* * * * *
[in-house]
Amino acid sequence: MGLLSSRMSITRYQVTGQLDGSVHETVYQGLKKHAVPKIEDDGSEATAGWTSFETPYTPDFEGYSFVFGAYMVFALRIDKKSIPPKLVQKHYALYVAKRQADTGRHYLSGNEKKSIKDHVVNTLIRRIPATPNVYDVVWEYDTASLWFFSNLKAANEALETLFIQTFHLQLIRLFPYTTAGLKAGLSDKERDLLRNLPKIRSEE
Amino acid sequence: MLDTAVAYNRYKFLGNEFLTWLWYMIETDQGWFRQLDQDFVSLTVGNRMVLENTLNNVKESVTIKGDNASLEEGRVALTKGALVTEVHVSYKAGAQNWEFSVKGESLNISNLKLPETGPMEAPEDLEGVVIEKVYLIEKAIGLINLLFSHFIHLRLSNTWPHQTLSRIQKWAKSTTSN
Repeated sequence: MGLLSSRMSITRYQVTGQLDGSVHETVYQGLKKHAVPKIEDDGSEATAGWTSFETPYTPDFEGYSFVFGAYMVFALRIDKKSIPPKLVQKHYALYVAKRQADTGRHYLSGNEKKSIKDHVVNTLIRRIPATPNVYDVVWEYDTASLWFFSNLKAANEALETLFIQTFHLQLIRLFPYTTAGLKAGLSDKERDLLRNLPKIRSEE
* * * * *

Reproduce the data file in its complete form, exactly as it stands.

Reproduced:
[in-house]
Amino acid sequence: MGLLSSRMSITRYQVTGQLDGSVHETVYQGLKKHAVPKIEDDGSEATAGWTSFETPYTPDFEGYSFVFGAYMVFALRIDKKSIPPKLVQKHYALYVAKRQADTGRHYLSGNEKKSIKDHVVNTLIRRIPATPNVYDVVWEYDTASLWFFSNLKAANEALETLFIQTFHLQLIRLFPYTTAGLKAGLSDKERDLLRNLPKIRSEE
Amino acid sequence: MLDTAVAYNRYKFLGNEFLTWLWYMIETDQGWFRQLDQDFVSLTVGNRMVLENTLNNVKESVTIKGDNASLEEGRVALTKGALVTEVHVSYKAGAQNWEFSVKGESLNISNLKLPETGPMEAPEDLEGVVIEKVYLIEKAIGLINLLFSHFIHLRLSNTWPHQTLSRIQKWAKSTTSN
Repeated sequence: MGLLSSRMSITRYQVTGQLDGSVHETVYQGLKKHAVPKIEDDGSEATAGWTSFETPYTPDFEGYSFVFGAYMVFALRIDKKSIPPKLVQKHYALYVAKRQADTGRHYLSGNEKKSIKDHVVNTLIRRIPATPNVYDVVWEYDTASLWFFSNLKAANEALETLFIQTFHLQLIRLFPYTTAGLKAGLSDKERDLLRNLPKIRSEE